Uninsured rates for healthcare increases to 15.5 percent in 17 states


THE UNISURED RATE FOR HEALTHCARE INCREASED IN 17 STATES LAST YEAR, THE FIRST INCREASE SINCE THE AFFORDABLE CARE ACT WAS ESTABLISHED. THE NUMBERS COINCIDE WITH PRESIDENT TRUMP AND REPUBLICANS IN CONGRESS WORKING TO REPEAL OR OTHERWISE DIMINISH THE ACA. JOINING US NOW IS SWAPNA READY FROM ASU. THANKS FOR JOINING US. UNINSURED RATE INCREASES IN 17 STATES, 12.7% END OF 2016. IT'S 15.5%. WHAT'S GOING ON?

SWAPNA REDDY: IT'S A GREAT QUESTION. IT'S A DISTURBING TREND. IT'S NOT THE DIRECTION WE WANT TO SEE FOR UNINSURANCE RATES WHEN WE SEE WHAT INSURANCE DOES TO COST IN THE UNITED STATES, HEALTHCARE IN THE UNITED STATES AND THOSE THAT NEED IT MOST. THERE ARE MANY REASONS WHY THE NUMBERS ARE GOING UP. A FEW OF THEM, PEOPLE ARE CONFUSED AS TO WHAT IS AVAILABLE. IS THE AFFORDABLE CARE ACT A LAW? IS IT SOMETHING THEY HAVE ACCESS TO. THERE IS A LOT OF CONFUSION.

TED SIMONS: IS IT STILL A LAW? IS IT SOMETHING THEY HAVE ACCESS TO?

SWAPNA REDDY: IT IS THE LAW OF THE LAND, AND YET, PEOPLE HAVE ACCESS TO IT. THERE IS A BIT OF AN ASTERISK TO IT. IN 2017, PRESIDENT TRUMP AND THE REPUBLICAN CONGRESS WENT THROUGH MOTIONS TO REPEAL AND REPLACE THE AFFORDABLE CARE ACT. WHILE THEY WERE UNSUCCESSFUL IN BEING ABLE TO LEGISLATE REPEAL AND REPLACE, MOST PEOPLE COULDN'T FOLLOW WHAT WAS GOING ON BECAUSE SO MUCH WAS GOING ON AND IT LED TO A LACK OF CONFIDENCE ON WHETHER THE LAW IS STILL IN PLACE.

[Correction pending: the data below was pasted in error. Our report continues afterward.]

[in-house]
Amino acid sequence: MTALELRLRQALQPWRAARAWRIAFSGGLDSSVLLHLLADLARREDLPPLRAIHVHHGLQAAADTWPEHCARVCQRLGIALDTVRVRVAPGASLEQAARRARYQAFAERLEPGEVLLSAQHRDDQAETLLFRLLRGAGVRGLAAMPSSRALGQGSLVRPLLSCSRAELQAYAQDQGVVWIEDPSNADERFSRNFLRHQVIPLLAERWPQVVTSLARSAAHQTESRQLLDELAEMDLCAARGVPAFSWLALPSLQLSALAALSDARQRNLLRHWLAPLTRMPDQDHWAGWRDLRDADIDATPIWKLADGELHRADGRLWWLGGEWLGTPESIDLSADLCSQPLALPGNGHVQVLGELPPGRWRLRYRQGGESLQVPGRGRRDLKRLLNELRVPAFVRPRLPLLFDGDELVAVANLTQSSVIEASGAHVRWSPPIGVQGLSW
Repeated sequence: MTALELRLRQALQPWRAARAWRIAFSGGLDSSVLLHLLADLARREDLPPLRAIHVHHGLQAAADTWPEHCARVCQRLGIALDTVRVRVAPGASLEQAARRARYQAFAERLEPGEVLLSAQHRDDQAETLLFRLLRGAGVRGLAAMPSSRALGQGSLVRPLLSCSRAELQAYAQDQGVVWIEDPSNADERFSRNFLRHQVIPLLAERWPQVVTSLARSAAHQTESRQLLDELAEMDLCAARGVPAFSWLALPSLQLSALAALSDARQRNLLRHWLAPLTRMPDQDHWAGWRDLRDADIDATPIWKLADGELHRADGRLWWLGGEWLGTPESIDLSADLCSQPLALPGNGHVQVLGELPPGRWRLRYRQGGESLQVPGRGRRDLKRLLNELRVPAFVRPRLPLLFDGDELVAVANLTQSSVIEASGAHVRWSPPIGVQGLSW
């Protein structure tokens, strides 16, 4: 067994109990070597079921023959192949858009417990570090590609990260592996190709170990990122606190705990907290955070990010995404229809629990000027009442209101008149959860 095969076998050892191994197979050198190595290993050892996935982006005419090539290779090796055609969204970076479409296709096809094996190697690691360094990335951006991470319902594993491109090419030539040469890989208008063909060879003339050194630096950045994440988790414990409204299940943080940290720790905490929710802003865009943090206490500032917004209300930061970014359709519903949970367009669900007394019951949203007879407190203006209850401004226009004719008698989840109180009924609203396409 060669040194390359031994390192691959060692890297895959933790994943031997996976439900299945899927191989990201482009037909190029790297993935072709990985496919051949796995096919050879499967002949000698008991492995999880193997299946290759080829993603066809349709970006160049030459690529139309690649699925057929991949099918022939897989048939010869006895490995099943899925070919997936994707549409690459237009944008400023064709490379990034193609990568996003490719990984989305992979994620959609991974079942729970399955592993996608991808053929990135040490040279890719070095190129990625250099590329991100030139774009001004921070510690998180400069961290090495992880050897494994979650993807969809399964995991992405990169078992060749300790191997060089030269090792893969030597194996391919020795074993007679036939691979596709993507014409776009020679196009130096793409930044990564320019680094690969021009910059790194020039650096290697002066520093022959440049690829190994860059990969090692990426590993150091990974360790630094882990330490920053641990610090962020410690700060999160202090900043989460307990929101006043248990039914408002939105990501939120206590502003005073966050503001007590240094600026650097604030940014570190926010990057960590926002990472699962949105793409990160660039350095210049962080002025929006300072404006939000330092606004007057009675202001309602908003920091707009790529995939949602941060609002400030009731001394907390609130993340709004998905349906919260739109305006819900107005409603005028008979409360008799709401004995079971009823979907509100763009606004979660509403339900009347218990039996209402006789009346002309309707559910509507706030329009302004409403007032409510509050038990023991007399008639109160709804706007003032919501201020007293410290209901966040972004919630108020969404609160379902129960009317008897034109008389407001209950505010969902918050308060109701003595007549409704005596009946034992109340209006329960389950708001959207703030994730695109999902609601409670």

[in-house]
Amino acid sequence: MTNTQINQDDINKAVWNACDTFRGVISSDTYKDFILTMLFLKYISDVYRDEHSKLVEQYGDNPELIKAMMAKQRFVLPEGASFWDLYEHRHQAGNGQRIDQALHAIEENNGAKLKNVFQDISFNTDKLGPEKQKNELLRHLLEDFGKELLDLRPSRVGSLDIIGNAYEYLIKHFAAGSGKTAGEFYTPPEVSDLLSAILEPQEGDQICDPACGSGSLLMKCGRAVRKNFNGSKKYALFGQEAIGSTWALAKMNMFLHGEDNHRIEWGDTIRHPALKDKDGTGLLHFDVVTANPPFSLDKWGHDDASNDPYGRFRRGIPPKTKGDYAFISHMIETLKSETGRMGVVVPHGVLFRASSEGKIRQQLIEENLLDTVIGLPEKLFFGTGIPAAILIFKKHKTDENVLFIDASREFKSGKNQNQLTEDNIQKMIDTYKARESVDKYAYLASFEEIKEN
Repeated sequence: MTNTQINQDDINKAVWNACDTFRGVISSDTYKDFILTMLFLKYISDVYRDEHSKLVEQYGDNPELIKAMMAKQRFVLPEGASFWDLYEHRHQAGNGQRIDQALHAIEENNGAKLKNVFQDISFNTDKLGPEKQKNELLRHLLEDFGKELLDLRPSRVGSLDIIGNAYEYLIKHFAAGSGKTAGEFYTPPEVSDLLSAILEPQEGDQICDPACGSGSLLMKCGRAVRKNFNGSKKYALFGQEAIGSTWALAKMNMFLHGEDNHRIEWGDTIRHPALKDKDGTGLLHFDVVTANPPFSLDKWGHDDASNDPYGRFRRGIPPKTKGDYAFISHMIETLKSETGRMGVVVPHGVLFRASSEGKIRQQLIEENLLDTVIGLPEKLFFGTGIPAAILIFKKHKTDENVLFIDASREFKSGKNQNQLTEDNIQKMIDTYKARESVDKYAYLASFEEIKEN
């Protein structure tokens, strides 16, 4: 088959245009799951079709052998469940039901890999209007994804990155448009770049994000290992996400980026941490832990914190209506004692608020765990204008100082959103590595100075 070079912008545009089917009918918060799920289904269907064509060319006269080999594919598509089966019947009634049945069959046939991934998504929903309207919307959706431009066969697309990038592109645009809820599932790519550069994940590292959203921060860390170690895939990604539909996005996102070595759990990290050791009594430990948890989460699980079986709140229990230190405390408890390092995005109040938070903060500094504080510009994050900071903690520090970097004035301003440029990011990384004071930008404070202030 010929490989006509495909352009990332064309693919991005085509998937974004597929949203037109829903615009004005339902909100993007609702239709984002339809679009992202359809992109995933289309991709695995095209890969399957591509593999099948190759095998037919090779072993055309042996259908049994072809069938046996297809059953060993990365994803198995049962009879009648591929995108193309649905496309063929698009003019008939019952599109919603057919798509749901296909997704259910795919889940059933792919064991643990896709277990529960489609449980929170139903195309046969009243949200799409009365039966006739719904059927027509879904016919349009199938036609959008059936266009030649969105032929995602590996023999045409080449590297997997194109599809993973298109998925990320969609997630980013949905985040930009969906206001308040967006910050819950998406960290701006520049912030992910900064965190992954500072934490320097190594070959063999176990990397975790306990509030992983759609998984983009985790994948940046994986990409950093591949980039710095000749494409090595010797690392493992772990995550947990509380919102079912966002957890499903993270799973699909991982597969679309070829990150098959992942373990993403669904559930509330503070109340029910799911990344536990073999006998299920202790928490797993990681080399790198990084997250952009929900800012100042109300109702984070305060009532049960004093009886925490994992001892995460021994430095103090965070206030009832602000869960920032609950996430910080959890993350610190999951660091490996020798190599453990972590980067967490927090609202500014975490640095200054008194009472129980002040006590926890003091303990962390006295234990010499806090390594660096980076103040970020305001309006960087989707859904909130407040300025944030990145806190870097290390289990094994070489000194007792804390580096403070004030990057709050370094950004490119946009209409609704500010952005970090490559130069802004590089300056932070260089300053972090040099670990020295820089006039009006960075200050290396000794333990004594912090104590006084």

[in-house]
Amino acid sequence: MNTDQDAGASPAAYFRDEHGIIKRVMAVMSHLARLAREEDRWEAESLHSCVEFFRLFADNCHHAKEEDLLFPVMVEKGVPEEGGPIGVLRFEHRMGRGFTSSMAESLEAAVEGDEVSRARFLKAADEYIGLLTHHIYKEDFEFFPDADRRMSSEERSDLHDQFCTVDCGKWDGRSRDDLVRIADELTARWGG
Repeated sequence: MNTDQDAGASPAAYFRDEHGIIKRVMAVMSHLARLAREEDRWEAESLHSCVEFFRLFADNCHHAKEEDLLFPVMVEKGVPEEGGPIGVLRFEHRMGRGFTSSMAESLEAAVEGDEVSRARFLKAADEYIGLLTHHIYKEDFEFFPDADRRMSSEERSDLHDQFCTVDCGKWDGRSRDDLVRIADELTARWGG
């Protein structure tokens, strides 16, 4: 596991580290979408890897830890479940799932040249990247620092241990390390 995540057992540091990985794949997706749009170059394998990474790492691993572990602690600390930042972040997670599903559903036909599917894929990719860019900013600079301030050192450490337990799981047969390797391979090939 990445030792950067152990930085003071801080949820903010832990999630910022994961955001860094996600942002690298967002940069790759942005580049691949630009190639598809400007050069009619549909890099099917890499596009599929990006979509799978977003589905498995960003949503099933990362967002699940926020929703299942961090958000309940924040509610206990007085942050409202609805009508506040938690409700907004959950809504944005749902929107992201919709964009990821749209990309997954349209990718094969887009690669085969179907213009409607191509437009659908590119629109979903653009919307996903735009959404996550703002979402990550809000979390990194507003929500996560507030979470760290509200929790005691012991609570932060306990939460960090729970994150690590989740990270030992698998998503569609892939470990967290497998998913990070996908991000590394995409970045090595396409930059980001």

TED SIMONS: FOR A LOT OF FOLK, EVEN NOW, THIS IS TOO EXPENSIVE FOR THEM.

SWAPNA REDDY: ABSOLUTELY. ONE THING WE SAW IN 2016-17 WE SAW HUGE SPIKES IN PREMIUMS. ARIZONA WAS A CENTRAL PLACE WE SAW THE SPIKES IN PREMIUMS, MAKING INSURANCE VERY EXPENSIVE FOR THOSE THAT NEEDED IT. WE ALSO SAW AN EXODUS FROM A LOT OF INSURERS FROM THE MARKETPLACE. THOSE THAT WERE LEFT NEEDED COMPETITION EXPENSIVE.

TED SIMONS: A LOT OF THIS HAS TO DO WITH THE ELECTION OF PRESIDENT TRUMP WHO HAS VOWED TO GET RID OF THE AFFORDABLE CARE ACT. WE HAVE A PANEL IN THE GALLUP POLL AND UPTICK IN UNINSURED RATE AFTER PRESIDENT TRUMP, ELECTED 10.9 NOW 12.2. IT'S AN INTERESTING GRAB. LOOK HOW HIGH IT WAS BEFORE THE AFFORDABLE CARE ACT. IT'S SLOWLY INCREASING. WITHOUT GETTING TOO MUCH INTO THE POLITICAL ASPECT OF THIS, OR WE CAN, THE FACT IS THAT REPUBLICANS IN CONGRESS DON'T LIKE THE AFFORDABLE CARE ACT. THEY WANT IT OUT OF HERE, AND IT'S MAKING A DIFFERENCE.